Souffle's that work always seem like magic, and things that work by magic do not always inspire confidence, magic not being particularly dependable. But souffles aren't magic. Steel yourself for the unromantic news: souffles, puff and billow through they might are nothing by chemistry in action.
What takes a souffle' to great heights and then keeps it there -- at least temporarily -- is a combination of air, heat and the proteins present in egg whites.
Like other seemingly magical events, the rising and falling of souffle's has over the centuries become surrounded with a certain amount of lore. One old chef's tale holds that egg whites should be beaten in unlined copper bowls, because something about the copper makes them rise higher and stay there.
Because the chefs had no food chemistry background it was easy for the more scientifically inclined to go "bah!" But Shirley Corriher, a determined cooking teacher and food writer who travels around the country teaching, among other things, a vastly popular food science course, decided to put the chefs' theory to the test.
Corriher and some coworkers beat 20 batches of egg whites in bowls of every conceivable material, and with different kinds of beaters. "We tried to measure the diffences in volume," says Corriher, "but we couldn't see a lot." It looked like the chefs were all wet.
However, they then turned the egg whites into souffle's by folding them into a "souffle' base," a combination of thick bechamel, egg yolks and flavorings. And when the souffle's were done, the differences became clearly apparent. Those made from egg whites beat in unlined copper bowls rose almost twice as high. Now it was looking like the chefs were right.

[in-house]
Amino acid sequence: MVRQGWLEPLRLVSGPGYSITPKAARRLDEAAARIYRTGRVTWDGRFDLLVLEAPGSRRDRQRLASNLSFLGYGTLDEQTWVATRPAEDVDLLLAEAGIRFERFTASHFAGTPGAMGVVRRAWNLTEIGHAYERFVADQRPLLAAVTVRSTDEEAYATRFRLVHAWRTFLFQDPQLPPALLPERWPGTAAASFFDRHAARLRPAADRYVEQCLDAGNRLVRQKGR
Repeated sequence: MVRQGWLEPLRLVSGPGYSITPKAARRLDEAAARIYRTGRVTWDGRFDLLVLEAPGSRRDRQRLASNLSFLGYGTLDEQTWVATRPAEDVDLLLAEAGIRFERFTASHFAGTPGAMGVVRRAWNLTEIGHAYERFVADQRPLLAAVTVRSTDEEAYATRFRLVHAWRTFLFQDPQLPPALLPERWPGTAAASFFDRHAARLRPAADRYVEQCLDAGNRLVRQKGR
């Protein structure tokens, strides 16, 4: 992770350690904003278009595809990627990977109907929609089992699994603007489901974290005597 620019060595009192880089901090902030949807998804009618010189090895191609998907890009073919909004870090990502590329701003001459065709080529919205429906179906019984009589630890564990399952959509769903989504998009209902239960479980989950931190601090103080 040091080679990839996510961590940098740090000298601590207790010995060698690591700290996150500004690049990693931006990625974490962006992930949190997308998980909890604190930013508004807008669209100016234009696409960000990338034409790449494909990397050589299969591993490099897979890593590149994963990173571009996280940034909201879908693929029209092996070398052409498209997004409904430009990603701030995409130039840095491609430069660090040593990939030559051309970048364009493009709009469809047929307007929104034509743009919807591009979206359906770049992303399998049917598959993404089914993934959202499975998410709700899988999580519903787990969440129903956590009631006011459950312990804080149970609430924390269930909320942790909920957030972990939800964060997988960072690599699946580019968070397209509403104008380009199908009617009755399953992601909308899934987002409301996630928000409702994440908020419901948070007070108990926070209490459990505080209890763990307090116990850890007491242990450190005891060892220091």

When Corriher took her findings around to scientists, most of them said, in essence, "that's nice, dear, but it's impossible." But her inquiries stimulated discussion among people who research such things, and since then Corriher's experiment with egg whites and souffle's has been validated scientifically, especially by Harold McGee, whose book "On Food and Cooking" has recently been published by Scribners.
The facts are in: souffle's made from egg whites beaten in a copper bowl rise significantly higher, which, after all, is the point of souffle's.
Here's how it works: when egg whites are beaten, air bubbles are trapped by a coating of conalbumen, a protein, and the whites get fluffy. Conalbumen and copper, as it turns out, love each other. And when trace amounts of copper combine with conalbumen, they provide a more stable coating for the air bubbles so that they are less likely to break down.
Then, in the oven, heat makes the air bubbles in the souffle' expand further, and here again the copper-conalbumen combination is a winner. It seems that the combination has a higher coagulation temperature than conalbumen alone so that the air bubbles can expand for a longer period of time before they set, or coagulate. Voila, a fluffier, more ethereal and more spectacular souffle'.
"And now," says Corriher, her sweet theories proven by the hard sciences, "nobody can ever tell me that the copper bowl didn't matter."
Corriher says that she found the egg whites profit from four or five minutes' exposure to the copper for maximum effect. So she usually beats them first with an electric beater, then finishes them off by hand with a whisk. Beating egg whites solely by hand is not that difficult or tiring an operation, however, and with a balloon whisk it doesn't take much longer than it does with the help of electricity.
Although the copper bowls are unlined, there is no need to worry about the toxic reaction that can occur when you cook or store foods in unlined copper, particularly tarnished copper, because the copper and the whites aren't together long enough to cause trouble.
To clean such a bowl, rub a little salt and vinegar around in it, then rinse and wipe dry. You can also clean it with copper cleaner, but be sure to rinse it very, very well, since copper cleaners generally smell like a petrochemical factory and probably taste that way, too.
Copper mixing bowls usually have rounded bottoms, the better for beating with, and handles to keep ahold of to keep them stable. Copper liners are available to fit the bowls of the venerable KitchenAid electric mixer, although they aren't made by KitchenAid. Kitchen Bazaar carries both the bowls and the liners.